My question is quite simple, but I was unable to find an answer by googling, since you can't exactly google syntax. What does the $\in \cdot$ mean in: $$\lim_{n\to\inf}P(S_n\in\cdot)P(S_n+k\in\cdot)_{tv}=0$$ This is from coupling lectures in probability theory.
closed as too localized by Wadim Zudilin, José FigueroaO'Farrill, Yemon Choi, Andres Caicedo, Martin Brandenburg Jan 9 '11 at 9:59This question is unlikely to help any future visitors; it is only relevant to a small geographic area, a specific moment in time, or an extraordinarily narrow situation that is not generally applicable to the worldwide audience of the internet. For help making this question more broadly applicable, visit the help center. If this question can be reworded to fit the rules in the help center, please edit the question. 


If $S_n$ is a realvalued random variable, then I would read $P(S_n \in \cdot)$ as denoting the probability measure $P \circ S_n^{1}$ on $\mathbb{R}$, i.e. the set function $B \mapsto P(S_n \in B)$ where $B \in \mathcal{B}\_{\mathbb{R}}$, the Borel $\sigma$algebra on $\mathbb{R}$. The quantity in norm bars is then the total variation distance between these two measures, which means the given expression can be rewritten $$ \lim_{n \to \infty} \sup_{B \in \mathcal{B}_\mathbb{R}} P(S_n \in B)  P(S_n + k \in B) $$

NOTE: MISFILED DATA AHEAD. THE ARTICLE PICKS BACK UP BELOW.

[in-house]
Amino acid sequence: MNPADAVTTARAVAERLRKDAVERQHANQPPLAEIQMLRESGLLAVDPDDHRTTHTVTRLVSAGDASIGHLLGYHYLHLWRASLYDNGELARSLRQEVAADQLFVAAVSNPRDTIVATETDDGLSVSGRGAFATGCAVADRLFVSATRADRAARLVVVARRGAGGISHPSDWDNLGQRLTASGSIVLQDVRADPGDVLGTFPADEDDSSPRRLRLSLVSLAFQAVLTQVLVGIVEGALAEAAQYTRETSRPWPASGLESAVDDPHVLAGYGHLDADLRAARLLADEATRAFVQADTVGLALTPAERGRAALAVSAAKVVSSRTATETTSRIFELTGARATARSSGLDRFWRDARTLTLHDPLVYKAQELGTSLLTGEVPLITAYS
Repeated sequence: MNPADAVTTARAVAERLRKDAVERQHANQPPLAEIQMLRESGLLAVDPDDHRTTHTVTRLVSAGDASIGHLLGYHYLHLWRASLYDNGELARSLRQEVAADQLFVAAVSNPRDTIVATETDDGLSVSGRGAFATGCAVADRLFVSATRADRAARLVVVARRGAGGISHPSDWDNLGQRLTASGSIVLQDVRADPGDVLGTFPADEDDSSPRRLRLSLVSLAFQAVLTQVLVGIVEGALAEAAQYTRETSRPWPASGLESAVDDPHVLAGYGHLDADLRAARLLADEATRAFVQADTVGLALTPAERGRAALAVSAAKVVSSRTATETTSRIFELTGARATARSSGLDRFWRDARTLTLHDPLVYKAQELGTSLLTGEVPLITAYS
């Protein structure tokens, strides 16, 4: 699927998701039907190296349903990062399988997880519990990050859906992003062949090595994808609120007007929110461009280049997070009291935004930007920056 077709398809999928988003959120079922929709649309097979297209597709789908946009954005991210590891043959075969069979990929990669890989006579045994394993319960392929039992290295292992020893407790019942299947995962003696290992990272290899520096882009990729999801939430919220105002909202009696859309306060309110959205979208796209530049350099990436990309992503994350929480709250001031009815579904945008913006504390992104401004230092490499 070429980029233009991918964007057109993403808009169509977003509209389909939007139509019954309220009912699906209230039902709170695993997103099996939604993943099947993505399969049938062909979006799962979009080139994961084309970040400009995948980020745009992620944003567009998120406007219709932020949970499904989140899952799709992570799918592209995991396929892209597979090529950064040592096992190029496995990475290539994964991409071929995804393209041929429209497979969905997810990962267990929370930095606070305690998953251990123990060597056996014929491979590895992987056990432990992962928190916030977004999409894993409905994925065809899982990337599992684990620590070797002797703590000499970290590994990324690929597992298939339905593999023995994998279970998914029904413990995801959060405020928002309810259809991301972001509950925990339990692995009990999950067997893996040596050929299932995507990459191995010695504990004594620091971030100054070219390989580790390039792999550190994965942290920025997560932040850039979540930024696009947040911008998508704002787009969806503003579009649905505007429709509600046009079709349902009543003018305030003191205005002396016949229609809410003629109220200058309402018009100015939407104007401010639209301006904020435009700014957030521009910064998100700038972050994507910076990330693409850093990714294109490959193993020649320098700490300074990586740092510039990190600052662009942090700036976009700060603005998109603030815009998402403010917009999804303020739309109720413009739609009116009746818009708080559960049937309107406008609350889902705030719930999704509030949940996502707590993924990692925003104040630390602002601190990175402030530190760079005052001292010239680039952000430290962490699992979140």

I think the answer is that the $\cdot$ induces an anonymous function, e.g. the above is equal to: $$\lim_{n\to\inf}f_{tv}=0$$ with f a function on the appropriate domain having $$f(x) := P(S_n=x)P(S_n+k=x)$$